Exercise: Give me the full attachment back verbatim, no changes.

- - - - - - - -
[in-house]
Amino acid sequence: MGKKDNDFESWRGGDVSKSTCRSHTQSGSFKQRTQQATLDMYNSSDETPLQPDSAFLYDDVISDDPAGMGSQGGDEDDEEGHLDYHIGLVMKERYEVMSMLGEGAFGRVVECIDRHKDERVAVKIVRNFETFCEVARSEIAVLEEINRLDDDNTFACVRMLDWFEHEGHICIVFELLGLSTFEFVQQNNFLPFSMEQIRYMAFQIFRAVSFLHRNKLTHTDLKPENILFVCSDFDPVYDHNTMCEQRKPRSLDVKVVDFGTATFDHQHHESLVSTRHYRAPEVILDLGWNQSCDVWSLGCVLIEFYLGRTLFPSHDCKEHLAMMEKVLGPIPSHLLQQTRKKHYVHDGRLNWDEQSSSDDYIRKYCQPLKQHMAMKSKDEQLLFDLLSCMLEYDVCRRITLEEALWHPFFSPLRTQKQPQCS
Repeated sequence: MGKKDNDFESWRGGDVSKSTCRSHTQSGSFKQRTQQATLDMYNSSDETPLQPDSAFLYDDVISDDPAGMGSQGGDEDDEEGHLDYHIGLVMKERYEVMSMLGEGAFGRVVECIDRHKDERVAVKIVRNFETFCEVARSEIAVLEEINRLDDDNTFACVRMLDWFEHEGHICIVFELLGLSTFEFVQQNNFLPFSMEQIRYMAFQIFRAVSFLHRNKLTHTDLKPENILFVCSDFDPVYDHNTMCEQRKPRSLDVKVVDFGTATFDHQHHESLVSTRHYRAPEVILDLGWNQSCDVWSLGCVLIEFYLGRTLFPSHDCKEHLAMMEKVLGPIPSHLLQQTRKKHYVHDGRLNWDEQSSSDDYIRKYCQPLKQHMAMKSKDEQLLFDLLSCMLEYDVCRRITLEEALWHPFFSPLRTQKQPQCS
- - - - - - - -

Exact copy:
[in-house]
Amino acid sequence: MGKKDNDFESWRGGDVSKSTCRSHTQSGSFKQRTQQATLDMYNSSDETPLQPDSAFLYDDVISDDPAGMGSQGGDEDDEEGHLDYHIGLVMKERYEVMSMLGEGAFGRVVECIDRHKDERVAVKIVRNFETFCEVARSEIAVLEEINRLDDDNTFACVRMLDWFEHEGHICIVFELLGLSTFEFVQQNNFLPFSMEQIRYMAFQIFRAVSFLHRNKLTHTDLKPENILFVCSDFDPVYDHNTMCEQRKPRSLDVKVVDFGTATFDHQHHESLVSTRHYRAPEVILDLGWNQSCDVWSLGCVLIEFYLGRTLFPSHDCKEHLAMMEKVLGPIPSHLLQQTRKKHYVHDGRLNWDEQSSSDDYIRKYCQPLKQHMAMKSKDEQLLFDLLSCMLEYDVCRRITLEEALWHPFFSPLRTQKQPQCS
Repeated sequence: MGKKDNDFESWRGGDVSKSTCRSHTQSGSFKQRTQQATLDMYNSSDETPLQPDSAFLYDDVISDDPAGMGSQGGDEDDEEGHLDYHIGLVMKERYEVMSMLGEGAFGRVVECIDRHKDERVAVKIVRNFETFCEVARSEIAVLEEINRLDDDNTFACVRMLDWFEHEGHICIVFELLGLSTFEFVQQNNFLPFSMEQIRYMAFQIFRAVSFLHRNKLTHTDLKPENILFVCSDFDPVYDHNTMCEQRKPRSLDVKVVDFGTATFDHQHHESLVSTRHYRAPEVILDLGWNQSCDVWSLGCVLIEFYLGRTLFPSHDCKEHLAMMEKVLGPIPSHLLQQTRKKHYVHDGRLNWDEQSSSDDYIRKYCQPLKQHMAMKSKDEQLLFDLLSCMLEYDVCRRITLEEALWHPFFSPLRTQKQPQCS